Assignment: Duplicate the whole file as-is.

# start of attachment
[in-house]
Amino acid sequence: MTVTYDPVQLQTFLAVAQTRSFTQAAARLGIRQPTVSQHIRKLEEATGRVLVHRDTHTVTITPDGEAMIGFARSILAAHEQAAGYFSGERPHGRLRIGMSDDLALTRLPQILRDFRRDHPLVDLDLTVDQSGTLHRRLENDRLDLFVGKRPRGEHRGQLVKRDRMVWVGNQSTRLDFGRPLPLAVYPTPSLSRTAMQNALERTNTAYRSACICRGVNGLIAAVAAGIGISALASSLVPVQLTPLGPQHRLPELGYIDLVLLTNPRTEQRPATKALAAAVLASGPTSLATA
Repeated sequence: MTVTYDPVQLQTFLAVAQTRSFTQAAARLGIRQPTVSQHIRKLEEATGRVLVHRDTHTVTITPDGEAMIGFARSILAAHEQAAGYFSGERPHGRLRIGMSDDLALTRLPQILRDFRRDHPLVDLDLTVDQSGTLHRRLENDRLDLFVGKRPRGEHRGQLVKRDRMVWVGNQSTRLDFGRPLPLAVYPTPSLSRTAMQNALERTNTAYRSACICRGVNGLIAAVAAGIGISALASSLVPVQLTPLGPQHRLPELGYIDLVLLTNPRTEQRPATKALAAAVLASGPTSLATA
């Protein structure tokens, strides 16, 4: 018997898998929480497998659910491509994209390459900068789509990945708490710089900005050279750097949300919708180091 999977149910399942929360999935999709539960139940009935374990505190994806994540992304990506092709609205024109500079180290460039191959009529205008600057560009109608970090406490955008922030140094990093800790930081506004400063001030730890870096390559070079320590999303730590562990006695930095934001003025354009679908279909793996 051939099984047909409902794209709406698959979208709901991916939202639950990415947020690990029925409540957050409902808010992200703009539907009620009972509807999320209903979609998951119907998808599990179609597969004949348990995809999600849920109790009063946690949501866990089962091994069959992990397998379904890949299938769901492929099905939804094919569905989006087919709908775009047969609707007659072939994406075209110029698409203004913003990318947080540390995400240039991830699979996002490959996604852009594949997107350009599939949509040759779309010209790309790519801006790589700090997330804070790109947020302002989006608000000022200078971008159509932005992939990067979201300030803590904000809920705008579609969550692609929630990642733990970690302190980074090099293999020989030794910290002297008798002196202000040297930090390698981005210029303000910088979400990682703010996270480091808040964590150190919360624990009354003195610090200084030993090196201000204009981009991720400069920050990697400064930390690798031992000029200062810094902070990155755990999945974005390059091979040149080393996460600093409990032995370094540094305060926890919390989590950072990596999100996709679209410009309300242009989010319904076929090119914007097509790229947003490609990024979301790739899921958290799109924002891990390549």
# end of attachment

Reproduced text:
[in-house]
Amino acid sequence: MTVTYDPVQLQTFLAVAQTRSFTQAAARLGIRQPTVSQHIRKLEEATGRVLVHRDTHTVTITPDGEAMIGFARSILAAHEQAAGYFSGERPHGRLRIGMSDDLALTRLPQILRDFRRDHPLVDLDLTVDQSGTLHRRLENDRLDLFVGKRPRGEHRGQLVKRDRMVWVGNQSTRLDFGRPLPLAVYPTPSLSRTAMQNALERTNTAYRSACICRGVNGLIAAVAAGIGISALASSLVPVQLTPLGPQHRLPELGYIDLVLLTNPRTEQRPATKALAAAVLASGPTSLATA
Repeated sequence: MTVTYDPVQLQTFLAVAQTRSFTQAAARLGIRQPTVSQHIRKLEEATGRVLVHRDTHTVTITPDGEAMIGFARSILAAHEQAAGYFSGERPHGRLRIGMSDDLALTRLPQILRDFRRDHPLVDLDLTVDQSGTLHRRLENDRLDLFVGKRPRGEHRGQLVKRDRMVWVGNQSTRLDFGRPLPLAVYPTPSLSRTAMQNALERTNTAYRSACICRGVNGLIAAVAAGIGISALASSLVPVQLTPLGPQHRLPELGYIDLVLLTNPRTEQRPATKALAAAVLASGPTSLATA
């Protein structure tokens, strides 16, 4: 018997898998929480497998659910491509994209390459900068789509990945708490710089900005050279750097949300919708180091 999977149910399942929360999935999709539960139940009935374990505190994806994540992304990506092709609205024109500079180290460039191959009529205008600057560009109608970090406490955008922030140094990093800790930081506004400063001030730890870096390559070079320590999303730590562990006695930095934001003025354009679908279909793996 051939099984047909409902794209709406698959979208709901991916939202639950990415947020690990029925409540957050409902808010992200703009539907009620009972509807999320209903979609998951119907998808599990179609597969004949348990995809999600849920109790009063946690949501866990089962091994069959992990397998379904890949299938769901492929099905939804094919569905989006087919709908775009047969609707007659072939994406075209110029698409203004913003990318947080540390995400240039991830699979996002490959996604852009594949997107350009599939949509040759779309010209790309790519801006790589700090997330804070790109947020302002989006608000000022200078971008159509932005992939990067979201300030803590904000809920705008579609969550692609929630990642733990970690302190980074090099293999020989030794910290002297008798002196202000040297930090390698981005210029303000910088979400990682703010996270480091808040964590150190919360624990009354003195610090200084030993090196201000204009981009991720400069920050990697400064930390690798031992000029200062810094902070990155755990999945974005390059091979040149080393996460600093409990032995370094540094305060926890919390989590950072990596999100996709679209410009309300242009989010319904076929090119914007097509790229947003490609990024979301790739899921958290799109924002891990390549």